Ethnic ceasefire groups were upset this year when the Burmese junta announced plans to transform them into a Border Guard Force (BGF). However, one Karen rebel splinter group, the Democratic Karen Buddhist Army (DKBA), quickly joined, seeing it as an opportunity to expand its troops and as a road to riches.
According to a DKBA report on a meeting in May on the transformation of the Border Guard Force that was obtained by The Irrawaddy, the DKBA plans to expand its troops from 6,000 to 9,000.
At the meeting, Tun Hlaing, the DKBA commander, said that the armed group would recruit or conscript 3,000 more soldiers.
If the DKBA reaches an armed force of 9,000 troops, it would be the second largest non-state-armed group in Burma, after the United Wa State Army (UWSA). The UWSA has an estimated 25,000 troops based in northern and southern Shan State.
In 1995, Buddhist Karen rebels separated from the mainly Christian-dominated Karen National Union (KNU) that has sought Karen autonomy for more than six decades. Later, they formed the DKBA.
In 1995, the DKBA allied with the Burmese army, which eventually led to the fall of the then KNU headquarters at Manerplaw. “The [Burmese] government has had some success using religion to split the insurgent factions,” Larry J Remon, a security analyst wrote in a bulletin of the John F. Kennedy Special Warfare Center and School, while noting that the success has been coupled with lucrative rewards for corrupt leaders.
Maj-Gen Thet Naing Win, the commander of the Burmese army’s Southeast Regional Command, met with leaders of the DKBA at the headquarter of the 22nd Light Infantry Division in Hpa-an in Karen State on April 18.
At the meeting, the DKBA commander, Thar Htoo Kyaw, said that the DKBA will transform into a Border Guard Force in order to survive.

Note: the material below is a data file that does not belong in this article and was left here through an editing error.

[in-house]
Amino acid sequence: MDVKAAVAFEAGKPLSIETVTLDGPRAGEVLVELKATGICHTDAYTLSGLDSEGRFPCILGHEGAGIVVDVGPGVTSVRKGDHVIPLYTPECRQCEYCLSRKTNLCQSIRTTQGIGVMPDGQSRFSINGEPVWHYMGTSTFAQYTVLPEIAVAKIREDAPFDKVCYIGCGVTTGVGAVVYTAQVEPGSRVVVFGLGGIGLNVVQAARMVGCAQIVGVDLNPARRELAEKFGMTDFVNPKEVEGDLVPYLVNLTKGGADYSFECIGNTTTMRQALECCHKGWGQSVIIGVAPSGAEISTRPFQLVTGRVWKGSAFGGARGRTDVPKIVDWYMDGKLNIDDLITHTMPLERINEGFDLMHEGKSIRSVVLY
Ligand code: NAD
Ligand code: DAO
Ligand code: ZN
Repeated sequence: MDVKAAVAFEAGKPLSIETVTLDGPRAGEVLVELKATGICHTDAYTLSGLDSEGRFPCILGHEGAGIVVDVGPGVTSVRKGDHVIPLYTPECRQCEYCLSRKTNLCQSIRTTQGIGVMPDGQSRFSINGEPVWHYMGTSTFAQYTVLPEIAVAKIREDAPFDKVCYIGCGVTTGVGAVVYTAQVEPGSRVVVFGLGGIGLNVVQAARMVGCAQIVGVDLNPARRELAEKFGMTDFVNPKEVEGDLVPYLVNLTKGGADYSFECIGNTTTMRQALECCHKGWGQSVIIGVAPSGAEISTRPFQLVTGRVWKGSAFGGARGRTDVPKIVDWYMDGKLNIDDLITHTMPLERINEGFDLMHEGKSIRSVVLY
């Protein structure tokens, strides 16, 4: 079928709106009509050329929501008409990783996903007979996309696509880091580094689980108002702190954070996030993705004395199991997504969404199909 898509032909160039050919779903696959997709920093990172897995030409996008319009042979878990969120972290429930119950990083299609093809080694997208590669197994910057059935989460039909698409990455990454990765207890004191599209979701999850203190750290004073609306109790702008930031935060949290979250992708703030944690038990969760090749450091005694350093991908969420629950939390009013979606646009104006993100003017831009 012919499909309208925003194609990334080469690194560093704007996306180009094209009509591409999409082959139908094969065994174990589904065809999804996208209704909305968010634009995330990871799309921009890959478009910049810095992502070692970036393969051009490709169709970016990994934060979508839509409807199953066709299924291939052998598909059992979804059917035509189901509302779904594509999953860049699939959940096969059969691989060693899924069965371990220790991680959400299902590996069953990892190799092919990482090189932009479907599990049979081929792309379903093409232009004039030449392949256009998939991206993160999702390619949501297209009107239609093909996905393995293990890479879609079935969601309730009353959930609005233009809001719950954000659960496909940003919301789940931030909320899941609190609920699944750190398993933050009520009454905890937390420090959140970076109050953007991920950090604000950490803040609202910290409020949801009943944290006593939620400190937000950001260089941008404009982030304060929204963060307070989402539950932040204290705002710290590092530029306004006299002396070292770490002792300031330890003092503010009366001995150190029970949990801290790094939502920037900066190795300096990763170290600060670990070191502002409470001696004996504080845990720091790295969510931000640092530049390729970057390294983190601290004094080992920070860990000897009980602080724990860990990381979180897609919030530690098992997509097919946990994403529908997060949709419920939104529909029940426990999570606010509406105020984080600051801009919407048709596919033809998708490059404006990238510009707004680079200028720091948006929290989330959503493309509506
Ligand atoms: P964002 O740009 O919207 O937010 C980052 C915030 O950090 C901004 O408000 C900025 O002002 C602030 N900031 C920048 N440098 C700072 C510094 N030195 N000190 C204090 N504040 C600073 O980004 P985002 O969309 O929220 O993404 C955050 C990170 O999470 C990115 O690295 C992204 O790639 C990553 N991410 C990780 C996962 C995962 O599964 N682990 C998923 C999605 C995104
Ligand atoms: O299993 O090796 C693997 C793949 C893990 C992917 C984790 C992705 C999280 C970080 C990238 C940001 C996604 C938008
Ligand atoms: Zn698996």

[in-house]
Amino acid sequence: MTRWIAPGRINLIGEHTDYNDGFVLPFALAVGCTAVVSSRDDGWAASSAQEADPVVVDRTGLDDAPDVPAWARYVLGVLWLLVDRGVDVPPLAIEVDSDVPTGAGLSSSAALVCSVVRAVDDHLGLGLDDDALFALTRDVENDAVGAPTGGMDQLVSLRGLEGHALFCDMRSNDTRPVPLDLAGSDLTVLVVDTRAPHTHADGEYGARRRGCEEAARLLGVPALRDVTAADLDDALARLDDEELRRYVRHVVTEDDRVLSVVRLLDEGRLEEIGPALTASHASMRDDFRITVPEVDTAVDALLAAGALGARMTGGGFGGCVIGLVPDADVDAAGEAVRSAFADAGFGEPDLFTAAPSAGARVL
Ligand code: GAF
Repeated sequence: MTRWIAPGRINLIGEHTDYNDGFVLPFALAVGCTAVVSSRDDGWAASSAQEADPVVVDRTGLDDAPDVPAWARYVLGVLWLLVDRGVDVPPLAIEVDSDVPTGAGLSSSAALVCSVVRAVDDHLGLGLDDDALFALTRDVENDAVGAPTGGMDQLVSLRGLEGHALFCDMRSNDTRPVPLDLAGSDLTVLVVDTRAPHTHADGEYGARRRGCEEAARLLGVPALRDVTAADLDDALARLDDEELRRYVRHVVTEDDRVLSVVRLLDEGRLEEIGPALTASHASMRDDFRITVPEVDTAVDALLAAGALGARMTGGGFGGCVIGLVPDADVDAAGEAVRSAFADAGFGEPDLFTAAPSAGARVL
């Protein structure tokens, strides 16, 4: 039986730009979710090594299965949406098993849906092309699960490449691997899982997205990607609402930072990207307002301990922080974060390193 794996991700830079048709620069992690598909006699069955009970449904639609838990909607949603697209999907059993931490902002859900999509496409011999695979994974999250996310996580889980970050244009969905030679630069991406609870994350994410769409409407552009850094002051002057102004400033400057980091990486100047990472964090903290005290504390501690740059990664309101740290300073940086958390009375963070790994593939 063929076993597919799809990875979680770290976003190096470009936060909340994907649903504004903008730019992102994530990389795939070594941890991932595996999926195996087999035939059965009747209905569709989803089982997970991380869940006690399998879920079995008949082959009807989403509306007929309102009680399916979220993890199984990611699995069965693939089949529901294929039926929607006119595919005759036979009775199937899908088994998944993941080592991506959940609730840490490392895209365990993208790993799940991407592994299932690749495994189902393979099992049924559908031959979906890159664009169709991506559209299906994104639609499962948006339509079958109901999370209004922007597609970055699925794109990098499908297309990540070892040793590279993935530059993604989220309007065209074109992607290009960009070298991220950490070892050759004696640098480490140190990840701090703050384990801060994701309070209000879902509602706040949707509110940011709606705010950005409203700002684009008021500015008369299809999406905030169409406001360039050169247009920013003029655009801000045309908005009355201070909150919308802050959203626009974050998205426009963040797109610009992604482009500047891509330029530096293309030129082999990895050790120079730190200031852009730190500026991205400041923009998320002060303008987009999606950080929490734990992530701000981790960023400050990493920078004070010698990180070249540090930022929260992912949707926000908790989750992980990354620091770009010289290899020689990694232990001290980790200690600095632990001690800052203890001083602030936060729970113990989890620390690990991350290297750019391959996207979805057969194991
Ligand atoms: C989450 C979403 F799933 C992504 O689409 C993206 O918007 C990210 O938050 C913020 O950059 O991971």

According to Thar Htoo Kyaw, the Burmese commander told them that the DKBA headquarter will become a Border Guard Commanding Headquarter under the transformation plan.
After transformation, the border guard forces of the DKBA will still be under the DKBA flag.
Under a draft plan on troop transformation, DKBA commanders would be allowed to have 22 battalions under five brigades and one central headquarters.
Thar Htoo Kyaw said at the meeting that the DKBA will recruit between ages 18 and 50. In early fall, the DKBA will report on its armed structure to Burmese commanders.
Since May, along with DKBA troops, Burmese forces have conducted a military offensive against the Karen National Liberated Army, the military wing of the KNU.
Thousands of Karen have escaped the offensive to neighboring Thailand and an unknown number of villagers are now internally displaced persons living in the jungle.
In the past 14 years, the DKBA, allied with the junta, several times crossed into Thailand and burned Karen refugee camps.
Security analysts describe the DKBA as an armed group that brings in income from drug trafficking and car smuggling activities, which are tacitly condoned by the military junta.
Which ever side wins in the current offensive, the territory under its control will provide lucrative income from timber, commercial trading and taxes.